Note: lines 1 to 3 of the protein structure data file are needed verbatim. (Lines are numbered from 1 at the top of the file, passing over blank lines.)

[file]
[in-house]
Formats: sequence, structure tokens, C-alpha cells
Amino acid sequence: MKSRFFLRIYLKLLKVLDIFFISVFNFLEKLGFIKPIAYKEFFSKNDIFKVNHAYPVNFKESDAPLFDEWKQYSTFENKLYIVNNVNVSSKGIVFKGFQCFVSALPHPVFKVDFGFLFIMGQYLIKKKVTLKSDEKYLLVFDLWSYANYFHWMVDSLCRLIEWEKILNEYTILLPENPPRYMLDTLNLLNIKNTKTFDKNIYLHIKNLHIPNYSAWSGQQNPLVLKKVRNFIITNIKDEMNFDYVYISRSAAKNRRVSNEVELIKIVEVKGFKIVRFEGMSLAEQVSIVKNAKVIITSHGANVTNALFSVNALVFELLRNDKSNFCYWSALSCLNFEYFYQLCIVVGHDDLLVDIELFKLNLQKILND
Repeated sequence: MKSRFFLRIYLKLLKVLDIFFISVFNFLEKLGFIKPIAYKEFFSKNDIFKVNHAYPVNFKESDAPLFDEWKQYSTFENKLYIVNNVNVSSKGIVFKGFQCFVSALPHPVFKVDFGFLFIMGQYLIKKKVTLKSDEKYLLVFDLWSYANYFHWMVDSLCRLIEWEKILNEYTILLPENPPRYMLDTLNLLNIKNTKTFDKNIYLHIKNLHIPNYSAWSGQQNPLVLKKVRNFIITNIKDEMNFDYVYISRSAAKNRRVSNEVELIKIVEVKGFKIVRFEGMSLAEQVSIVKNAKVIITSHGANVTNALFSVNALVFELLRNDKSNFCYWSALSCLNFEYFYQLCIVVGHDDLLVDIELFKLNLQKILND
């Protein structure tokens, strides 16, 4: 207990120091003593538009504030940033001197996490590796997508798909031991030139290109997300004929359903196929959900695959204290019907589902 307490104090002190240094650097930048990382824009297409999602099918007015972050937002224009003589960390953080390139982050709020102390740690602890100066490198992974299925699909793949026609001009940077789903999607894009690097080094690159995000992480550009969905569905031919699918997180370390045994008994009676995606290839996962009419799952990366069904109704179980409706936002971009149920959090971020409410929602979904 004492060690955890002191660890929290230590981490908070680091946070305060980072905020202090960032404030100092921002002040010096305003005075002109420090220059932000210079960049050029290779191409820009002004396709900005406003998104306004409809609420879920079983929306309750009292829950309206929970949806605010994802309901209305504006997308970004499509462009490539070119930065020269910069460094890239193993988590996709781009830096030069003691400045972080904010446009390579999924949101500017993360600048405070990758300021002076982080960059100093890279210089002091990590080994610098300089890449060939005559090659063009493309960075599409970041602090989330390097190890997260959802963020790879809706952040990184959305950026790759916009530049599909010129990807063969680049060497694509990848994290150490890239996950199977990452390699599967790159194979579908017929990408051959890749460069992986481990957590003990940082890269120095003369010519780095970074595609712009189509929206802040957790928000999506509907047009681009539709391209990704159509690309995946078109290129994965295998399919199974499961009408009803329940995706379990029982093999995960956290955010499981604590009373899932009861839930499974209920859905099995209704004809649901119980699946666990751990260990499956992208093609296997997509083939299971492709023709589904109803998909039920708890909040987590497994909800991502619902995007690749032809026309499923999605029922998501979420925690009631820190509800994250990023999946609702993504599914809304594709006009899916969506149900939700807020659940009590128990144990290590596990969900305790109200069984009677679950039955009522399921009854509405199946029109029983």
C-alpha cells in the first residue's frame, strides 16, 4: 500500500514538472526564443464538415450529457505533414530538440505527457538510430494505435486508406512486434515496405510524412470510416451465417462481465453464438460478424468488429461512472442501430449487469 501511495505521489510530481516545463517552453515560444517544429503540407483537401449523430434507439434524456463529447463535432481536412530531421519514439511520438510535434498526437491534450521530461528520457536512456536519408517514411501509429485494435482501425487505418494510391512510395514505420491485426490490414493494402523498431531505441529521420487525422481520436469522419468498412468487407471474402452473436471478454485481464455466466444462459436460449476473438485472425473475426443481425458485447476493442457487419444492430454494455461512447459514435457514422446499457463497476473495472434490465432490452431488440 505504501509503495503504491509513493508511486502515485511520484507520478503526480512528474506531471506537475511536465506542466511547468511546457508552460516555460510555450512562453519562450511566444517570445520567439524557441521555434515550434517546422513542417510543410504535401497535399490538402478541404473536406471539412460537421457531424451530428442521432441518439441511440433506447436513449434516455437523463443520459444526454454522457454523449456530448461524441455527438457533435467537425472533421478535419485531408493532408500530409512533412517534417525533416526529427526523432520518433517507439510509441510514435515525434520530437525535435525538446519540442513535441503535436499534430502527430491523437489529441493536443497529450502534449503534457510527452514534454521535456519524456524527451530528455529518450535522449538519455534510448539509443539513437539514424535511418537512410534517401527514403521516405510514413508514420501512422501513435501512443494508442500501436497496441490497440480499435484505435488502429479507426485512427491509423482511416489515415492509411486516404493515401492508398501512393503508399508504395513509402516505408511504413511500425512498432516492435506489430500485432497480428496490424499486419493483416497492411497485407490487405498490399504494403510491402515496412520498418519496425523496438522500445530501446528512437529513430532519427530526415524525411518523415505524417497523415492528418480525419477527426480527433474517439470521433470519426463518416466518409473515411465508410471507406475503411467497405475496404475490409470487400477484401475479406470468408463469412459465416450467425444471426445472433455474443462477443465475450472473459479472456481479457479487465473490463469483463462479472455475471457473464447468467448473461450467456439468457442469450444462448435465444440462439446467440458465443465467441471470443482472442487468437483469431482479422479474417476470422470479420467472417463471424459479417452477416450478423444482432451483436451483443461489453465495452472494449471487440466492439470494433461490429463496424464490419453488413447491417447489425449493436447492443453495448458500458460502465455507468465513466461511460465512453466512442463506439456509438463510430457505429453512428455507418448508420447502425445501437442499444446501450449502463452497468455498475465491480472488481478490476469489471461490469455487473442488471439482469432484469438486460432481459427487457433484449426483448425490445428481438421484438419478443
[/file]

[in-house]
Formats: sequence, structure tokens, C-alpha cells
Amino acid sequence: MKSRFFLRIYLKLLKVLDIFFISVFNFLEKLGFIKPIAYKEFFSKNDIFKVNHAYPVNFKESDAPLFDEWKQYSTFENKLYIVNNVNVSSKGIVFKGFQCFVSALPHPVFKVDFGFLFIMGQYLIKKKVTLKSDEKYLLVFDLWSYANYFHWMVDSLCRLIEWEKILNEYTILLPENPPRYMLDTLNLLNIKNTKTFDKNIYLHIKNLHIPNYSAWSGQQNPLVLKKVRNFIITNIKDEMNFDYVYISRSAAKNRRVSNEVELIKIVEVKGFKIVRFEGMSLAEQVSIVKNAKVIITSHGANVTNALFSVNALVFELLRNDKSNFCYWSALSCLNFEYFYQLCIVVGHDDLLVDIELFKLNLQKILND